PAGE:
We were back in the office the next day, frantically working any angle that seemed locally relevant for Friday’s issue. And 9/11 stories dominated everyone’s coverage for weeks and months to follow.

Mike Costello, finance director
The day started off like any other. I made my way into Center City from Northeast Philadelphia and arrived at my office around 7 a.m. At the time, I was working as a credit union loan officer. While the internet existed, it was still relatively new. Cellphones weren’t nearly as common as they are now. As such, I used to listen to a radio tuned in to the Howard Stern Show.

I remember listening to the show and hearing about the attack. At first, like many others, I presumed it was a small commuter plane that took a wrong turn. Then, I heard that the second plane hit and was frozen.

We did not have a television in the office, and news reports were beginning to cover the event in detail. People were hearing the news from relatives and news alerts online. I recall the instant messaging software that broadcast events to employees. It wasn’t much longer before we were told that the building was closing, and we needed to make our way home.

It seemed like Center City was undergoing a simultaneous mass evacuation. The train stations and subway platforms were crowded, and it took me several hours to make my way home. Once I arrived home, I remember doing little else but watching the news coverage for the next two days, both horrified by the images and loss of life and proud to see people helping each other.

I remember chatting at length with my grandmother from the wireless house phone until the battery died, then resuming the call from the phone that hung on my kitchen wall. She likened the event to Pearl Harbor and the invasion of Normandy.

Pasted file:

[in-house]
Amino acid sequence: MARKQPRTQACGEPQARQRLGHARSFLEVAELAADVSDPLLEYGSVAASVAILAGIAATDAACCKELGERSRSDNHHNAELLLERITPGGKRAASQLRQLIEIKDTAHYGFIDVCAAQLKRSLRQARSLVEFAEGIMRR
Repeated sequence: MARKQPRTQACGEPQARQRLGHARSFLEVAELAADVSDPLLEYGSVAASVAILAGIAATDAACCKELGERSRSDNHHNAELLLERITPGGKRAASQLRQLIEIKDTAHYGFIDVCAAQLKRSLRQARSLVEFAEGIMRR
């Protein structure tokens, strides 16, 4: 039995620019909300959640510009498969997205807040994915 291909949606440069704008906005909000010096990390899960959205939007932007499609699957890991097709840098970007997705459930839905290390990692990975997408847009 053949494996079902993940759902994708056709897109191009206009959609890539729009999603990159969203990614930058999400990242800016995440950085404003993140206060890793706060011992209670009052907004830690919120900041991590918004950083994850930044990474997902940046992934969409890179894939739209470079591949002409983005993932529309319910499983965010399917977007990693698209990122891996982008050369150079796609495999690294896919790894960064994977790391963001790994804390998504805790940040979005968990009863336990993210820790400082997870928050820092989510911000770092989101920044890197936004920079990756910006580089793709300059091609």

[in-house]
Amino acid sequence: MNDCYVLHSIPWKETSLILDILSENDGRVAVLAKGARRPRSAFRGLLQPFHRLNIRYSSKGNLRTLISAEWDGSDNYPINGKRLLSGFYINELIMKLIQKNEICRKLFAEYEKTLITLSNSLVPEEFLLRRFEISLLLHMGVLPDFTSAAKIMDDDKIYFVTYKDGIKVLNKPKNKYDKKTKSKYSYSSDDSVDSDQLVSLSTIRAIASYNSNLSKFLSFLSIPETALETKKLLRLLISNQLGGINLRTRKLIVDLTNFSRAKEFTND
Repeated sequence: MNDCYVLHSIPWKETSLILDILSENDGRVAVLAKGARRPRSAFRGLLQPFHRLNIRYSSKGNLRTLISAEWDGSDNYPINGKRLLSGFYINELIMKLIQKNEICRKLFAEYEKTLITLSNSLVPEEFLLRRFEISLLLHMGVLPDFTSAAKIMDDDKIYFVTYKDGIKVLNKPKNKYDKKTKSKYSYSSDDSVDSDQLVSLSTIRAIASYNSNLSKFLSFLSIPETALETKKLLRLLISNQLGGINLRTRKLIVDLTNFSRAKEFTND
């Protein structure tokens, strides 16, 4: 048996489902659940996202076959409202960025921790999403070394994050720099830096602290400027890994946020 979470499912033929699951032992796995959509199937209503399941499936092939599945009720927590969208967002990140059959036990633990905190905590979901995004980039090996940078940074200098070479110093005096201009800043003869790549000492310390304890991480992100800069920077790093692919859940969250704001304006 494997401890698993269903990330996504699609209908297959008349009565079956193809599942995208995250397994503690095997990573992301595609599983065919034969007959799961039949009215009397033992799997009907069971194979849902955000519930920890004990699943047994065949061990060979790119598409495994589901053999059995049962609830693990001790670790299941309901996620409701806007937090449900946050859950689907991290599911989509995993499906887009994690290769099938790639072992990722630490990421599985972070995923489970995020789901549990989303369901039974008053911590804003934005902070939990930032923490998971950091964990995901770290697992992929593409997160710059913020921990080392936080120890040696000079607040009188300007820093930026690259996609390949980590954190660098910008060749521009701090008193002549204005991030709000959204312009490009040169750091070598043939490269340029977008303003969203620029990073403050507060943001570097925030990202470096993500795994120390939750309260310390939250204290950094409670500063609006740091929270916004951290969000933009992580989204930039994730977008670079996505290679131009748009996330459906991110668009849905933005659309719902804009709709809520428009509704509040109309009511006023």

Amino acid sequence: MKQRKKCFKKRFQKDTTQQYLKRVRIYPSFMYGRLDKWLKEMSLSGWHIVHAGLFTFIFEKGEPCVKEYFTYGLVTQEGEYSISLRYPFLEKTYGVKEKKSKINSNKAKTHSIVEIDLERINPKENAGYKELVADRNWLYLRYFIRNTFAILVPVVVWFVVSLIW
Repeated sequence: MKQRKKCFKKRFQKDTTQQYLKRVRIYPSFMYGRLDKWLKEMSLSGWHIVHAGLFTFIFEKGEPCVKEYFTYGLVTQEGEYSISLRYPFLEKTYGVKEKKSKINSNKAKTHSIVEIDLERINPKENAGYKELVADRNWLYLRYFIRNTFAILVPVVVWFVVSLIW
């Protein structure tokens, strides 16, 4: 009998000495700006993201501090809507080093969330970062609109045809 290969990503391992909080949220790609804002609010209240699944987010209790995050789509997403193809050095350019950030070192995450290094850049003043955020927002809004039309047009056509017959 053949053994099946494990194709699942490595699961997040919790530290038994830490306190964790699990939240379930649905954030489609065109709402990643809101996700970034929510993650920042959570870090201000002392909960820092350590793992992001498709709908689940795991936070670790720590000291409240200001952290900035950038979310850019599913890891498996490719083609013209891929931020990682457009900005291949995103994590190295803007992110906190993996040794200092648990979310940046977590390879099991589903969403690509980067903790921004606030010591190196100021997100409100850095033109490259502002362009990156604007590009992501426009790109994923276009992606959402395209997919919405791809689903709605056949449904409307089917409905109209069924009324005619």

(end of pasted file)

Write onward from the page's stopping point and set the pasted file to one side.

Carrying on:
The one thing that I distinctly remember that night was a feeling of sadness for those who lost their lives and for their families. I remember feeling fortunate that I had not suffered those losses and that my family was safe. The long chat with Nana helped to wake me up the next morning with a feeling of pride about being American and a sense of determination that no obstacle is insurmountable. That determination still resides with me.

Jarrad Saffren, staff writer
I was in fourth grade, and I remember a few kids leaving class in the morning. My teacher was this big, burly guy, and his personality was as big as his body, and he made some joke like, “What’s goin’ on?!”

He didn’t know yet. None of us did. But after lunch, the office kept buzzing into the classroom and asking for kids to be sent down for dismissal.

By the end of the day, I think there were four students left in class. Finally, our teacher sat down in front of us, started fighting back tears and said that “someone attacked the United States.”

Some students asked questions but he didn’t want to say too much. We were kids.
My younger brother and I walked home after school, and our mom was watching the news. We saw a woman being interviewed in New York City. Her face was bloody.